The Kurdish Question Then and Now

Semir Amin,
Monthly Review.

The political chaos that has recently dominated the scene in the Middle East is expressed, among other ways, by the violent resurgence of the Kurdish question. How can we analyze, in these new conditions, the scope of the claims of the Kurds—autonomy, independence, unity? And can we deduce from analysis that this claim must be supported by all democratic and progressive forces, in the region and in the world?

Debates on the subject produce great confusion. This is because most contemporary actors and observers rally around a non-historical vision of this and related issues. The right of peoples to self-determination has been made into an absolute right, to be upheld for all people at all present and future times, and even past times. This right is considered one of the most fundamental collective rights, one that is often given greater prominence than other collective rights of social scope (the right to work, education, health, political participation, and so on). However, the subjects of this absolute right are not precisely defined. The subject of this right may then be any “community,” majority, or minority within the boundaries of a state or a province; a community defining itself as “special” in its language or religion, for example, and claiming, rightly or wrongly, to be a victim of discrimination or oppression. I will offer a counterpoint to this transhistorical vision of social issues and “rights,” through which the social movements of the past and present express their demands. In particular, I will attribute paramount importance to the divide that separates the thriving of the modern capitalist world from past worlds.

The political organization of those previous worlds has taken diverse forms, from the construction of power exercised over vast areas, thus qualified as “empires,” to that of smaller, more or less centralized monarchies, not excluding the extreme fragmentation of powers barely exceeding the village horizon in certain circumstances. A review of this patchwork of political forms preceding capitalist modernity is obviously not the subject of this article. I will refer here to only a few of the region’s imperial constructions: the Roman and Byzantine empires, the Arab-Persian Caliphate, and the Ottoman Empire.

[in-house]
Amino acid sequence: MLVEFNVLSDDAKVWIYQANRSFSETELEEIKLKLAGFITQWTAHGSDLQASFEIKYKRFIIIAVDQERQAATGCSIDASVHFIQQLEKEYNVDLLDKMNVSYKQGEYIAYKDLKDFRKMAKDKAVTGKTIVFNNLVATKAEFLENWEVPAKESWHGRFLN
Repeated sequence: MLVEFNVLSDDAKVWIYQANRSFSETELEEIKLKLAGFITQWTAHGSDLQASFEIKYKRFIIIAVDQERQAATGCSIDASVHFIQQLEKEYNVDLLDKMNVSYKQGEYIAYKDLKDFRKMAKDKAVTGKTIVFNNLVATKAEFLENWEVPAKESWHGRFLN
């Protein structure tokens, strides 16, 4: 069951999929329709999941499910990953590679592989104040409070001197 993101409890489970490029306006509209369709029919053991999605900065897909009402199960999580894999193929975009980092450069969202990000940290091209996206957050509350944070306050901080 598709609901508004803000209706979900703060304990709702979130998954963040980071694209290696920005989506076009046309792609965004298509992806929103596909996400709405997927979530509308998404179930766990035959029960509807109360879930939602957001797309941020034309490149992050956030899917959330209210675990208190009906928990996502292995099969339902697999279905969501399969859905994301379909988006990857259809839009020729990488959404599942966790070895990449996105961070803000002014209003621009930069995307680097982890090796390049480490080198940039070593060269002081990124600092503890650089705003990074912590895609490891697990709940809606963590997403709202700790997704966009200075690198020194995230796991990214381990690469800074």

The common qualification of these constructions—empires—is more misleading than helpful, although they all shared two characteristics: (1) given their geographic scope, they necessarily collected different peoples and communities by language, religion, and modes of production and social life; and (2) the logics that controlled the reproduction of social and economic life were not those of capitalism, but within what I have called a family of tributary modes of production (commonly called “feudal”). For this reason I consider as absurd the assimilation of all these historical empires as a unique form called “Empire,” including both: (1) those considered here with respect to the Middle East region, and others such as China; and (2) imperialist empires built by the major capitalist powers, whether they be colonial empires like those of Britain and France, or modern empires without formal colonies such as that of the United States. Paul Kennedy’s well-known thesis on the “fall of empires” belongs to the realm of such transhistoric, speculative philosophies.1

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